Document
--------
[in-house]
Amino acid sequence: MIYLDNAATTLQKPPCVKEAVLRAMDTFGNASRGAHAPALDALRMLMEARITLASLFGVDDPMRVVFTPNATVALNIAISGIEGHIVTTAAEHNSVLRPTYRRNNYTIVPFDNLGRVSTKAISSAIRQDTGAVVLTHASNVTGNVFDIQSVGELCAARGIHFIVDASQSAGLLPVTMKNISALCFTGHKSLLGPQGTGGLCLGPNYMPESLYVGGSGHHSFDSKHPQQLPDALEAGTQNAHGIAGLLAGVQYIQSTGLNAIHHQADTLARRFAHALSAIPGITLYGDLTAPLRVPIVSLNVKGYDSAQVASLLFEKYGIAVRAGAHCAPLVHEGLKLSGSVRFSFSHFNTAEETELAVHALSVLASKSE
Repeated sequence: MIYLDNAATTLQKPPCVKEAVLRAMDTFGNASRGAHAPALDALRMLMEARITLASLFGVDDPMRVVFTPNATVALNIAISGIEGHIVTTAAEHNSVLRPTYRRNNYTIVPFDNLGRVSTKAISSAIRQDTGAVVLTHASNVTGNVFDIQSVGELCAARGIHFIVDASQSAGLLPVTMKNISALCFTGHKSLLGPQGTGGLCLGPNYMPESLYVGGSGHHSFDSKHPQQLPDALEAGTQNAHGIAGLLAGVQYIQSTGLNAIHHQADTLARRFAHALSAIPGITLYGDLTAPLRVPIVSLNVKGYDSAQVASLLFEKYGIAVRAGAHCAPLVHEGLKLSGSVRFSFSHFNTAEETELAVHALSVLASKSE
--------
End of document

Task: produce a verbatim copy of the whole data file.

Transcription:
[in-house]
Amino acid sequence: MIYLDNAATTLQKPPCVKEAVLRAMDTFGNASRGAHAPALDALRMLMEARITLASLFGVDDPMRVVFTPNATVALNIAISGIEGHIVTTAAEHNSVLRPTYRRNNYTIVPFDNLGRVSTKAISSAIRQDTGAVVLTHASNVTGNVFDIQSVGELCAARGIHFIVDASQSAGLLPVTMKNISALCFTGHKSLLGPQGTGGLCLGPNYMPESLYVGGSGHHSFDSKHPQQLPDALEAGTQNAHGIAGLLAGVQYIQSTGLNAIHHQADTLARRFAHALSAIPGITLYGDLTAPLRVPIVSLNVKGYDSAQVASLLFEKYGIAVRAGAHCAPLVHEGLKLSGSVRFSFSHFNTAEETELAVHALSVLASKSE
Repeated sequence: MIYLDNAATTLQKPPCVKEAVLRAMDTFGNASRGAHAPALDALRMLMEARITLASLFGVDDPMRVVFTPNATVALNIAISGIEGHIVTTAAEHNSVLRPTYRRNNYTIVPFDNLGRVSTKAISSAIRQDTGAVVLTHASNVTGNVFDIQSVGELCAARGIHFIVDASQSAGLLPVTMKNISALCFTGHKSLLGPQGTGGLCLGPNYMPESLYVGGSGHHSFDSKHPQQLPDALEAGTQNAHGIAGLLAGVQYIQSTGLNAIHHQADTLARRFAHALSAIPGITLYGDLTAPLRVPIVSLNVKGYDSAQVASLLFEKYGIAVRAGAHCAPLVHEGLKLSGSVRFSFSHFNTAEETELAVHALSVLASKSE